The banded archerfish is a spitting assassin


Bec Crew


Bec Crew

Bec Crew is a Sydney-based science communicator with a love for weird and wonderful animals. From strange behaviours and special adaptations to newly discovered species and the researchers who find them, her topics celebrate how alien yet relatable so many of the creatures that live amongst us can be.
By Bec Crew 30 March 2020
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This very special fish practises social distancing even when hunting.

NOT SATISFIED TO feed on aquatic prey alone, the banded archerfish shoots a highly targeted jet of water at insects on overhanging branches to knock them into the water.

These ‘spit missiles’ can hit targets up to 2 or 3 metres away, and once the insect hits the water, it takes less than a split second for the archerfish to reach it and gobble it up.

At home in Australia’s brackish mangrove estuaries, ranging from north-western Western Australia to northern Queensland, the banded archerfish (Toxotes jaculatrix) is also found throughout the Indo-Pacific, including in Thailand, China, and Papua New Guinea.

Its name, Toxotes, borrows from the Ancient Greek word for “archer”, and refers to Sagittarius, the bow-wielding centaur and ninth astrological sign.

Banded archerfish can grow to be quite large – they’re typically about 20 cm long, but the biggest specimens stretch to 30 cm. They sport distinctive black stripes along their silvery sides and their backs have a subtle green or brown hue.

Banded archerfish are omnivores, which means they’ll eat pretty much anything they can get their… fins on. Edible foliage and small crustaceans and fish are all fair game in the water. Above the water, they’ll target insects such as flies and crickets.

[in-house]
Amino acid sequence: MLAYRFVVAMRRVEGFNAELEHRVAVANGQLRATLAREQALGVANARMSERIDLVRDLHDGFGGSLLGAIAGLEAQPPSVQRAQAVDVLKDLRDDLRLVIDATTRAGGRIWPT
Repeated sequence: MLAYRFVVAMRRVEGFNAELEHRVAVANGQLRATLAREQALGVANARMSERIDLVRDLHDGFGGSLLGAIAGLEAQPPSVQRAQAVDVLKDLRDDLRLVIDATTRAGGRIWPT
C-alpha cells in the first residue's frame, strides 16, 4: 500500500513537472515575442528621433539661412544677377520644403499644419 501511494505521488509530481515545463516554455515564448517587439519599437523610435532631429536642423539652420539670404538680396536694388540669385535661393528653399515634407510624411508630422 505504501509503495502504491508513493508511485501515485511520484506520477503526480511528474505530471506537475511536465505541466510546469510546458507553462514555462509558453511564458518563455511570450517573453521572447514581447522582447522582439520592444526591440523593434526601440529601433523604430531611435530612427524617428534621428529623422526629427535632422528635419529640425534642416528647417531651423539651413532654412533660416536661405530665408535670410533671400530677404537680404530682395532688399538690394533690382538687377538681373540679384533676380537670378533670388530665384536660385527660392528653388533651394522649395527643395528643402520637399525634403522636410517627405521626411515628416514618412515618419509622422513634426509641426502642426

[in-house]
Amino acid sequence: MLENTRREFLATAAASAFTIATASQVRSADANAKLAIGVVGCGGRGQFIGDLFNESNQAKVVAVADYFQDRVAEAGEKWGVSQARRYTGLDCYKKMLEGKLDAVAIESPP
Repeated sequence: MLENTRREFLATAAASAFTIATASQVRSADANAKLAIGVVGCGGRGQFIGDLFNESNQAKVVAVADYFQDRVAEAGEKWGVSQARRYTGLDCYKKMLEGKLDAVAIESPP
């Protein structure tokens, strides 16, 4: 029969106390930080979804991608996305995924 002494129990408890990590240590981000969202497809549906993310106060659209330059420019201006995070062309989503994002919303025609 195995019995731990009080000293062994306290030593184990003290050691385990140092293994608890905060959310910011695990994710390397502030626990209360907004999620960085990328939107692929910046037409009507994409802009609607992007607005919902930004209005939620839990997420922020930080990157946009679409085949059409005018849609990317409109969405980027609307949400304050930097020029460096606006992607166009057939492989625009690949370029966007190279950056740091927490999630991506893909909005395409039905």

Their water jets don’t just cover an impressive distance – banded archerfish have specialised mouths and jaws that allow them to be completely in control of the force, the angle, and the speed of their spit.

Like expert marksmen, they can even map out their trajectory to hit a moving target, and scientists have observed how they account for the light refraction that occurs underwater as they judge their timing.

Watch them in action here:

In 2006, a team of German researchers found that banded archerfish might actually learn the water pistol technique from other members of their school. They reported that young fish that had observed others spitting ended up being more accurate themselves.

Like any good assassin, the archerfish doesn’t just have one weapon in its arsenal. It can also leap up out of the water to heights of up to 2.5 body lengths to snare unsuspecting prey.

Here’s some more footage of these incredibly cool creatures: